Clatchard ABE R NO243176 1

    Clatchar 1722 Geog. Coll. i, 304–4 [‘on the east of the hill <Black Cairn Hill NBH> is a rock of a considerable hight called Clatchar on the top of which the Picts of old had a great strength’]
    Clatchart-Crag 1790s OSA, 9
    the craig of Clachard 1876 Laing 1876, 7ff
    Clatchard Crag 1845 NSA ix, 51
    Clatchard Craig 1856 OS 6 inch 1st edn [‘fort (remains of)’ on summit]

G clach + àrd

‘High stone’. This was a 27 metre-high rock stack at the north-west end of the Den of Lindores, which was blown up in 1846 to make way for the railway. Laing gives a vivid description of this event, as well as Thomas the Rhymer’s alleged prophecy regarding it, adding that it was known latterly as ‘The High Post’ (1876, 15). It gave its name to Clatchard Craig, the hill beside it, on which there stood the impressive hill-fort of that name, excavations on which have proved that it was occupied in post-Roman times. It can therefore be assumed to have been a Pictish stronghold. For a summary of these excavations see Close-Brooks 1986 and 1987. Unfortunately most of Clatchard Craig, with its hill-fort, has been quarried out of existence, the name appearing on the OS Pathf. map ominously as Clatchard Craig Quarry. Either the Craig, or Clatchard itself, has given its name to Craig Mill ABE immediately below it.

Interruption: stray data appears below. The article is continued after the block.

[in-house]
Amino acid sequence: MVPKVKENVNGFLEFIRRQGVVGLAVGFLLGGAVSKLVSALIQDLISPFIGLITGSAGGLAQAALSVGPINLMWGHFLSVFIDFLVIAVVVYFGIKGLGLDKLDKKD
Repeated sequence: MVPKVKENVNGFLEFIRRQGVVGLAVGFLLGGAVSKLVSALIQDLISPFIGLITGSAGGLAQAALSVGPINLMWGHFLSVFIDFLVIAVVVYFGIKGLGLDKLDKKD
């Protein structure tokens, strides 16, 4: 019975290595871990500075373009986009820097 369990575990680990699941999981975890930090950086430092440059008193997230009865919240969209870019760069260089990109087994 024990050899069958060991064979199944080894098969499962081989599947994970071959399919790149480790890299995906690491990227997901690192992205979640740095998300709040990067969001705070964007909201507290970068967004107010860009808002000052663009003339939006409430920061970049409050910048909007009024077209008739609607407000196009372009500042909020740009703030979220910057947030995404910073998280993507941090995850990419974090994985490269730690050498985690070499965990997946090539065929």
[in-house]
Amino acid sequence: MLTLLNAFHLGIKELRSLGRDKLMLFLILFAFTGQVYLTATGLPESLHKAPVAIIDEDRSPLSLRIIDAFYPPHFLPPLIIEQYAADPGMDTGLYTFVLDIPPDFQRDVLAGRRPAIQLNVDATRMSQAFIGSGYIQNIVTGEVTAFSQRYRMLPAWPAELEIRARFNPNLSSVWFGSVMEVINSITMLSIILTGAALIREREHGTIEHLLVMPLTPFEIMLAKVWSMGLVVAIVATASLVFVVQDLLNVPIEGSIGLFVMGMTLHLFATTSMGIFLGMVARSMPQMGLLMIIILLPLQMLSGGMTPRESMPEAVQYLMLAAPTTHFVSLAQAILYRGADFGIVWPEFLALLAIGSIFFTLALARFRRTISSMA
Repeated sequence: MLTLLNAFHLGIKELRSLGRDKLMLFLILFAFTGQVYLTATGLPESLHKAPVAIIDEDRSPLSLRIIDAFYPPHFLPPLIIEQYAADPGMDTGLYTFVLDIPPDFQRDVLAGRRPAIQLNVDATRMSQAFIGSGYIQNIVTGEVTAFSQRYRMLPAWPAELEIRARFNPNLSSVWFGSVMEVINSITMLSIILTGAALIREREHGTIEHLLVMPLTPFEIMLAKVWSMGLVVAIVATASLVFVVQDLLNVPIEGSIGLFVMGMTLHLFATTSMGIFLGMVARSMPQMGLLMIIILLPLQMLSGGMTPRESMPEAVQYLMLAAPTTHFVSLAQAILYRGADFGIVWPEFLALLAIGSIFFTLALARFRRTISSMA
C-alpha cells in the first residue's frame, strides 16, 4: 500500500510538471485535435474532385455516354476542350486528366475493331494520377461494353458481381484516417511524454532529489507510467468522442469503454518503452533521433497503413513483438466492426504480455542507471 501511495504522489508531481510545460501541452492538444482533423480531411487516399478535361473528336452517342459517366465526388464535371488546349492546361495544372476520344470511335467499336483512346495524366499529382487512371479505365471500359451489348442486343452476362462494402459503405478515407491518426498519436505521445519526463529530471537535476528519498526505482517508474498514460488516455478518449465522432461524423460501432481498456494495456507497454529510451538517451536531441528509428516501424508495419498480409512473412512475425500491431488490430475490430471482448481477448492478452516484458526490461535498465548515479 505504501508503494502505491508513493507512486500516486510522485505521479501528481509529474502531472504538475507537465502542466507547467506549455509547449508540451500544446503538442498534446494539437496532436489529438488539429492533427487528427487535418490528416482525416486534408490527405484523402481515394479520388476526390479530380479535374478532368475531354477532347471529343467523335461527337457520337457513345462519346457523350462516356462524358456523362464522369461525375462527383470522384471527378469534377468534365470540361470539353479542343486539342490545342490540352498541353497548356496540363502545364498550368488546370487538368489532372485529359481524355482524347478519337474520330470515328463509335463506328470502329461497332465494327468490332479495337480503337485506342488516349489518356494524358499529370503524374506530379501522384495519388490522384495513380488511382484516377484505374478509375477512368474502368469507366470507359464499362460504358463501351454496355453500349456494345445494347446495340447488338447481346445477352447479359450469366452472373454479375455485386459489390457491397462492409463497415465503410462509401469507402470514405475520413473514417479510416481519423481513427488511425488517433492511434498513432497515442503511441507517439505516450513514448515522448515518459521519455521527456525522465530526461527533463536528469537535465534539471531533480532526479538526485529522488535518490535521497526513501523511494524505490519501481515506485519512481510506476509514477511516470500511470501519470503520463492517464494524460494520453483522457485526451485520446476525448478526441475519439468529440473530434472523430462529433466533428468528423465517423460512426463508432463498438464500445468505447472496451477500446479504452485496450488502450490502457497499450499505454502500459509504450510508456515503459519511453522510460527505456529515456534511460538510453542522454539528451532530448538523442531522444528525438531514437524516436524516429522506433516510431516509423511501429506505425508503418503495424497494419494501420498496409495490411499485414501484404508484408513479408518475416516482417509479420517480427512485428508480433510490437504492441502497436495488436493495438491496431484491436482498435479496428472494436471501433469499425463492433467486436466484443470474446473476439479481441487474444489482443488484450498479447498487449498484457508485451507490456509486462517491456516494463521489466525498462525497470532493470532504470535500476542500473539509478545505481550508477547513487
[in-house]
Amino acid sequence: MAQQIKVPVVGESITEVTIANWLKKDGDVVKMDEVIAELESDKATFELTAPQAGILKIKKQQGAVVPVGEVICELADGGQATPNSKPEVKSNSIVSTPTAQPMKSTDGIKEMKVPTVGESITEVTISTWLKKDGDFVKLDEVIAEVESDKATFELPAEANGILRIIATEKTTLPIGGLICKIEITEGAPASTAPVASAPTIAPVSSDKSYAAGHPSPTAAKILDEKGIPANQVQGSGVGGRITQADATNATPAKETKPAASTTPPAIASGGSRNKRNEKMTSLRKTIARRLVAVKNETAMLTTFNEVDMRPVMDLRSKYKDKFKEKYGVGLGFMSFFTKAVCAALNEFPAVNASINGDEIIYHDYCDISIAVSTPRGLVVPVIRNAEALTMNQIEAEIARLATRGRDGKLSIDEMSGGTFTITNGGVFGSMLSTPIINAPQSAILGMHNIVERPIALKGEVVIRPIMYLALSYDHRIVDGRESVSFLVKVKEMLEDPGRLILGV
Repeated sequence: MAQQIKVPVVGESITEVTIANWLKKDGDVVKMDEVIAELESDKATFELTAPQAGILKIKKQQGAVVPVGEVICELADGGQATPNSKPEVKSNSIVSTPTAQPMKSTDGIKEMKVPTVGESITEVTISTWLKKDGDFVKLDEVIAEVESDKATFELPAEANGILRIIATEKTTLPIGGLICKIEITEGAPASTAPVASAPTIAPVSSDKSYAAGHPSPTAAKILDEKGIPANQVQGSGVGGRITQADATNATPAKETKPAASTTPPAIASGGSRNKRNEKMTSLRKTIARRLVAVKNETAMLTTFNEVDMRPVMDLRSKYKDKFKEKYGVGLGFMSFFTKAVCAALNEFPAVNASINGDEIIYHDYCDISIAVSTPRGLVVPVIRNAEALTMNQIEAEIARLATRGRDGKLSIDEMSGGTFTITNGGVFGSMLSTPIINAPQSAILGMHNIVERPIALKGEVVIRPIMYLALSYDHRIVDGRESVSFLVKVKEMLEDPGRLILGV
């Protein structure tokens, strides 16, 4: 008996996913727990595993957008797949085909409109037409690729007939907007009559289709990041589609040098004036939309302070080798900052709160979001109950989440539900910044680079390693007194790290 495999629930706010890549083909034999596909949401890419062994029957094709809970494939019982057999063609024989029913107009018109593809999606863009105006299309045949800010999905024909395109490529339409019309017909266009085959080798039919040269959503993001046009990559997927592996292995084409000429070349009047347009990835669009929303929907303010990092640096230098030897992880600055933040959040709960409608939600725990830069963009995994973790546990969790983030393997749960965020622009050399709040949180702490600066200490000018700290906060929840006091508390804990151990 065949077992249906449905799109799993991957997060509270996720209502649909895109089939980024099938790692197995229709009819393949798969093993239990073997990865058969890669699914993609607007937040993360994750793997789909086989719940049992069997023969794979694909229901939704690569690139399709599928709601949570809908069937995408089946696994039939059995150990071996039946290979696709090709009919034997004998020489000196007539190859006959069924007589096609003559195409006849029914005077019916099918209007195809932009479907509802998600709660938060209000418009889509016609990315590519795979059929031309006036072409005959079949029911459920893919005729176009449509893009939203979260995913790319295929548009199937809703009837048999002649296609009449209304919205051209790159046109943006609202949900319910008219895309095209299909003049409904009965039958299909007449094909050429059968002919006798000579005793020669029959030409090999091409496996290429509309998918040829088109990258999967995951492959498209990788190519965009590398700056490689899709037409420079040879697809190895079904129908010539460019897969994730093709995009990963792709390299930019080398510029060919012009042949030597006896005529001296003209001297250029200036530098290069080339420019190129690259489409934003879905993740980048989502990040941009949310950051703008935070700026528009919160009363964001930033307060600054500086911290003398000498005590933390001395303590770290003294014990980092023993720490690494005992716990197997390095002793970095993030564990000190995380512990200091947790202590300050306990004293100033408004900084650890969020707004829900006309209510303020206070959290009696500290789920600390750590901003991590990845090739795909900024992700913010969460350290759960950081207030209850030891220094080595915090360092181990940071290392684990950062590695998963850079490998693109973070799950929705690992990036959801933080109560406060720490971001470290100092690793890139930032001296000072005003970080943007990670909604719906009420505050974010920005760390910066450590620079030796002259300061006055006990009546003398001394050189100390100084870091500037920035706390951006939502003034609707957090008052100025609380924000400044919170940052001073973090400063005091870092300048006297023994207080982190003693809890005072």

/ˈklatʃard kreg/ or /ˈklatʃərd kreg/

This place-name appeared in printed volume 4